“My grandfather used to say that once in your life you need a doctor, a lawyer, a policeman and a preacher but every day, three times a day, you need a farmer.” (Brenda Schoepp, 2012)
Much of the value of the ag sector lies in its ubiquity to daily living; from the food we eat to the car we drive, agriculture companies supply products that satisfy many of our basic needs. The agriculture industry includes businesses that cultivate and supply plant and animal products for food, fuel, fiber, and raw building materials. Per the USDA Economic Research Service, agriculture, food, and related industries contributed $1.109 trillion to the U.S. gross domestic product (GDP) in 2019, a 5.2-percent share. The output of America’s farms contributed $136.1 billion of this sum—about 0.6 percent of GDP.
As an economic pillar, agriculture businesses operate in a dynamic and rapidly evolving space. Variables such as climate, weather, and public health emergencies such as COVID-19 may significantly impact business outcomes. Competitive pressure and innovations in agriculture also factor into whether businesses will succeed or fail. The top companies must rely on the right information when making important decisions or get left in the dust. There are too many variables in the ag industry for professionals to leave the factors that can be controlled up to chance. Here is how top agriculture companies make tough decisions:
Worldwide reliance on the internet has opened up a world of possibilities, especially within the ag industry. The internet provides access to a host of data, enabling ag businesses of all types the ability to better recognize and predict patterns. Internet-enabled tractors can collect real-time data on crop yields and transmit this information to the cloud, where it can be aggregated and analyzed. With “smart farming” technologies (such as sensors, tracking devices, satellites, computer programs, and data analytics), facts and figures can be easily recorded, organized, and retrieved. Evidence pertaining to soil, weather, and other conditions can be identified quickly, and subsequent practices can be amended for maximum benefit. Big data provides real-time evidence and a broad overview of market conditions by improving data collection and usage.
As an extension of big data, artificial intelligence compounds data significance within the agriculture industry by enabling computer-generated learning to predict future outcomes. An example is Bayer’s WEEDSCOUT app, which uses machine learning and artificial intelligence to match photos of weeds in a Bayer database with weed photos farmers upload. The app technology utilizes self-learning algorithms to recognize nearly 70 different varieties of weeds to help farmers make the best decisions to increase crop yields. By definition, big data provides an unprecedented volume and diversity of information at an unprecedented rate of speed. With it, computers can be trained to form theories and algorithms, sifting through large data sets faster than any human ever could. AI allows farmers to forecast crop and herd conditions with better accuracy and better results.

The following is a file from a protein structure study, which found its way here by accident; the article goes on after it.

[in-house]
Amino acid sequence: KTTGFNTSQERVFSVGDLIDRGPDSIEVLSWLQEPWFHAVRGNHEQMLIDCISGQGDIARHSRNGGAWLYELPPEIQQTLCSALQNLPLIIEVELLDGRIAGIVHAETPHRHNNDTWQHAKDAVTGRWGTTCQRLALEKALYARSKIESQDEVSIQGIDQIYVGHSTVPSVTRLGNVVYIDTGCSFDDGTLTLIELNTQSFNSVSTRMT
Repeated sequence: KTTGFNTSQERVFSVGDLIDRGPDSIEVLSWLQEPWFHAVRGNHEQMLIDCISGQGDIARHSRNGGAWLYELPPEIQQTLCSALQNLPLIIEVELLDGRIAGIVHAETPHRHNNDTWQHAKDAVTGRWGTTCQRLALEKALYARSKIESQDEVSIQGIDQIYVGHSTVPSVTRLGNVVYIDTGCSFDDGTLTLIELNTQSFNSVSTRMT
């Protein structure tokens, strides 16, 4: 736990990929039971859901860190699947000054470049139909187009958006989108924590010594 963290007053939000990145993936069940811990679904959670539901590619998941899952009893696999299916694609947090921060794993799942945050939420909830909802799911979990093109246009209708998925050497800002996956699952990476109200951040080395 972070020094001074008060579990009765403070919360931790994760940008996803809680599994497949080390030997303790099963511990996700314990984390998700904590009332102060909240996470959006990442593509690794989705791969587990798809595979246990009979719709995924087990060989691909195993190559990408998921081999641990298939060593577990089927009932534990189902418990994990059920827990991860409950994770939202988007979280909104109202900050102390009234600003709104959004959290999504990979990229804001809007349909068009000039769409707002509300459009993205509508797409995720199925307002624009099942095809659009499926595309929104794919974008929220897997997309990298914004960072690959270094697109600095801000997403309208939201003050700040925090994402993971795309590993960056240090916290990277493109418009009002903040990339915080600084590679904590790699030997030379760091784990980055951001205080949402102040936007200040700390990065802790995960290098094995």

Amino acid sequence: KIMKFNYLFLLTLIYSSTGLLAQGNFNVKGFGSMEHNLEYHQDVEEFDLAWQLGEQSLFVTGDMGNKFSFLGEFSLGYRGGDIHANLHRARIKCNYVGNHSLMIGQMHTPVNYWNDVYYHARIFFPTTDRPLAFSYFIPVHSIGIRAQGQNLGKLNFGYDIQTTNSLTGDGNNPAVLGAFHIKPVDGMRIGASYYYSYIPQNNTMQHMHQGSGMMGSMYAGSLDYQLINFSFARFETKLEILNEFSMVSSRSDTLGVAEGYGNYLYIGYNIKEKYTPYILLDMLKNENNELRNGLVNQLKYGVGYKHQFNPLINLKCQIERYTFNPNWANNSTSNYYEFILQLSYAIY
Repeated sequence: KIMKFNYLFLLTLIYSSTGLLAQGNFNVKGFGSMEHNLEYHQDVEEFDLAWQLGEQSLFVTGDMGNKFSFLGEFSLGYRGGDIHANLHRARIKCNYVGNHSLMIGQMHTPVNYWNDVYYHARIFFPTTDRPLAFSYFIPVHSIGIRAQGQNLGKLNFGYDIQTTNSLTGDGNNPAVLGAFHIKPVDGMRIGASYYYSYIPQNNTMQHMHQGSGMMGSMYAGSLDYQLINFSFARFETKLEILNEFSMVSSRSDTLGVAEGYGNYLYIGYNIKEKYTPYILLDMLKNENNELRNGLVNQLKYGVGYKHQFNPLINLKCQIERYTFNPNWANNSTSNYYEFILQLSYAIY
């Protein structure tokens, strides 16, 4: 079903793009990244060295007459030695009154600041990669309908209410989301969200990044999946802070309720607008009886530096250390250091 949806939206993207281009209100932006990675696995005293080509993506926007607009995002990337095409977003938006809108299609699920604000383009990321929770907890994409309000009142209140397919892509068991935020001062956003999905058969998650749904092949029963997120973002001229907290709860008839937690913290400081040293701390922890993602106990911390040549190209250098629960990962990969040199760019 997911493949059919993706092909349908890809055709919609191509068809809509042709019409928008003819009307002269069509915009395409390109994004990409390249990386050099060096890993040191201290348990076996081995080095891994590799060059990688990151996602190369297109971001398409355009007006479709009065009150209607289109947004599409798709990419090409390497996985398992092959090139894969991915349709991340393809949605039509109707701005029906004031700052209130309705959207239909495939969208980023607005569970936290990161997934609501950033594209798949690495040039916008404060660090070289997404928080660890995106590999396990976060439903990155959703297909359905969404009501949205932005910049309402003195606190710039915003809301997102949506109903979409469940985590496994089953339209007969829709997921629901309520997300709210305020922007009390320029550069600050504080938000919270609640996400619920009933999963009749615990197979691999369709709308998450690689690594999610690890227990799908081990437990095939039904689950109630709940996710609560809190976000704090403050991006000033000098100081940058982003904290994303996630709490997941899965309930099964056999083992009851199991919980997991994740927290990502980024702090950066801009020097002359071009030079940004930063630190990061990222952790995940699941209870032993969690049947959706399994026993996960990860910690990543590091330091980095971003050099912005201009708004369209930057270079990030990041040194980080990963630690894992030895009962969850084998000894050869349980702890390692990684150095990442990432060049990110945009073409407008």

Of course, market research is an integral part of any ag business toolkit. Rigorous, robust market research serves as both risk mitigation and guidepost, helping businesses identify market need, performance, and competitive benchmarks. The right survey design can explore business and product-specific topics, netting invaluable insights that would be impossible to obtain via big data or syndicated research. Consultants can use data from research to inform strategy and shape client recommendations. Quality data from market research allows businesses to improve their policies, products, and procedures so that consumer needs are met and customers become and remain satisfied. Market research analysis provides actionable insight into what does and could work (as well as what doesn’t and won’t), thus better safeguarding business best practices and ROI.
A top agriculture company needs the right tools to make tough decisions. The best one? Quality data. Successful businesses in the space will be those prepared to innovate and keep pace with the evolution of the industry. Business stakeholders and consultants who harness the power of information will stake a claim in the future of the agriculture market. Contact the expert team at Ag Access to get the research journey started.
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